This photo was worth the embarrassment of running up and down a hill

I returned to the hostel and met up with Marco. We left around 9pm to go to the Sculpture Park. If you know me, I walk super fast, and Marco does too, so we were thrilled to have someone to walk and talk with that could keep our pace. We zipped to the tram stop, and once it arrived, realized we had to buy tickets ahead of time. Marco wanted to “act Portuguese” aka hop on and never pay, but I already drew attention by asking the bus driver about tickets. Cover blown! Oops. We got off and ran to the store to get tickets. We waited again for another tram and off we went.

It was well past dark when we got to the Vigeland Sculpture park, and we assumed things would be well-lit as the park is open 24 hours. However, many things weren’t. We wandered around in the darkness with our flashlights, first uncovering a modern sculpture consisting of large fiberglass tubes. We next found a sculpture of a man holding up two others in a sort of acrobatic pose. My favorite, though, and by far the most impressive, was the Monolith. It’s a tall tower with human bodies carved into it, surrounded by dozens of other human statues in various poses expressing the human experience. There are children fighting with parents and siblings, lovers caught in a kiss, and elderly couple on the verge of death, a man struggling to lift up an ailing friend, a woman tenderly washing another woman’s hair, and many more. It was very emotional and all expressed in their bodies, since the faces were mostly expressionless. Marco liked that it was dark, because “when you see less, you see a lot more.”

the monolith

We walked around looking for the infamous crying baby statue, as I’d seen it on various postcards already and knew it must be important. We looked and looked, expecting it to be its own whole monument. However, as we exited the park on a bridge covered in smaller (4 ft or less) sculptures of people in various poses, we stumbled upon it amongst the hundreds of other statues. For being so famous, I didn’t realize it would blend in. For whatever reason, people love the “Angry Baby” statue and often take pictures holding its’ hand (which the park discourages) causing the left hand to be golden in color. It’s definitely a weird statue.

By the time we leave the park, it’s midnight. As I mentioned previously, I discovered a bar called Revolver on Spotted by Locals, which happened to have a live band playing at 10am. There were a couple openers and I figured (hoped) it would go late. We get on the tram, after I had fully explored the map, and determine where we need to get off. Marco teases that I’ve seen more of the Oslo paper map than of the city itself. Ha.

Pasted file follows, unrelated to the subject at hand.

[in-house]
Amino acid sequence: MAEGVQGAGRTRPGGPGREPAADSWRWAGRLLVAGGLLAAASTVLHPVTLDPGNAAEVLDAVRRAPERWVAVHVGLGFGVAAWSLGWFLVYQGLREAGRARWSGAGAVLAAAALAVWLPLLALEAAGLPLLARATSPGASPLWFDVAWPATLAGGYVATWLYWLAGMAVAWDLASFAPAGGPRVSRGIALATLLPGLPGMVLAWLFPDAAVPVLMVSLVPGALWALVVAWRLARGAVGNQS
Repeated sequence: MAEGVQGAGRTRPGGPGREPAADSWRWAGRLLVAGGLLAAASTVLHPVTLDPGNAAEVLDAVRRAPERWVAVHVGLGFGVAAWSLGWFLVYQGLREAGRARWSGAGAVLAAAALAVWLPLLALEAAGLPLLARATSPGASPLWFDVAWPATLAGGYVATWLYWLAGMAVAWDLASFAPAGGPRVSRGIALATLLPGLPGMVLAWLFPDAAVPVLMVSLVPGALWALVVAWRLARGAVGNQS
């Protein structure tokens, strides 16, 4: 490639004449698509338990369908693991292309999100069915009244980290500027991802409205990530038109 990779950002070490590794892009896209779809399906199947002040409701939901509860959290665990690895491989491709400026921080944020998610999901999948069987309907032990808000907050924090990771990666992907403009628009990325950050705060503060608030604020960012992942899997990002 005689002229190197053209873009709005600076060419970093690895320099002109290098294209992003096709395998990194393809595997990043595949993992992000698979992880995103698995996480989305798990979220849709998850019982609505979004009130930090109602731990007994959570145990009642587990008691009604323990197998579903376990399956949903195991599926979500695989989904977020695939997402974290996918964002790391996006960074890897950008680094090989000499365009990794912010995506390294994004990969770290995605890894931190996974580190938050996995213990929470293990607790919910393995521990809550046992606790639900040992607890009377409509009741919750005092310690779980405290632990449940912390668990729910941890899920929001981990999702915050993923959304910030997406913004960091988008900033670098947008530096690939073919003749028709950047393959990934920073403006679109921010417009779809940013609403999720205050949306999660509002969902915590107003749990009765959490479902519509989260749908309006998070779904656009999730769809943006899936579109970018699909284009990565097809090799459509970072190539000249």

Marco took this picture to mock me

So begins our adventure to find Revolver bar. At one point the road changes “levels” in a way, so we have to take stairs to get above the ground level we were currently at. We take the stairs, but now this upper level has no labeled streets. I know we generally have to head north, but we’re a bit lost. We ask a girl who lives in Oslo for her help, and she is unhelpful. We start walking north, then find a street sign, and therefore are able to find ourselves on the map. We walk about 20 more minutes and HOORAY we find the bar. It’s now around 1:30am.

The bar is very hipster, with no less than 20 men in flannel shirts and beards and arm tattoos, but still non-threatening. I ask if they have live music. “We did, earlier.” Okay. Do you have food, then? “We did, earlier.” Well where can we find some food, then? “You won’t find anything around here with food at this hour.” Well screw you, you unhelpful wannabe Portlander. Now I’m determined to find food, even if I’m not super hungry (why am I not hungry, btw? Last I ate was a cookie 9 hours ago), just to prove him wrong. Also we take pictures outside flipping the bird at the bar’s sign, because, well, we’re mature.

As we depart, we pass by the staircase where we originally came up to this street level…about 100 feet from Revolver. We should have just gone north right when we ascended, but instead we walked west, then north, then east, then south, covering probably 2 miles of ground, when it was all completely unnecessary. You live and you learn.

Marco and I walk some more and come upon a fast food burger place. I suggest it, even though I really don’t want it. Marco says we’ve come too far to settle on fast food burgers. We uncover a mini-golf bar with the doors wide open, despite it being completely dead. I’d be willing to give up the food search if mini golf were involved! The bartender informs us that they just closed a couple minutes ago. GAH! However, she is much nicer and more helpful than the Revolver dude. She tells us there’s a sit down restaurant up the road called Café Sofia. We go, and the terrace is hopping at 1:45am. We order drinks and food, but nothing too special: I got a grilled salmon with steamed vegetables.

We walked home from the restaurant, fully fed. While it took us six hours (we returned to the hostel at 3:30am) to simply go to a park and eat dinner, it was still a fun adventure that allowed us to see the city at night.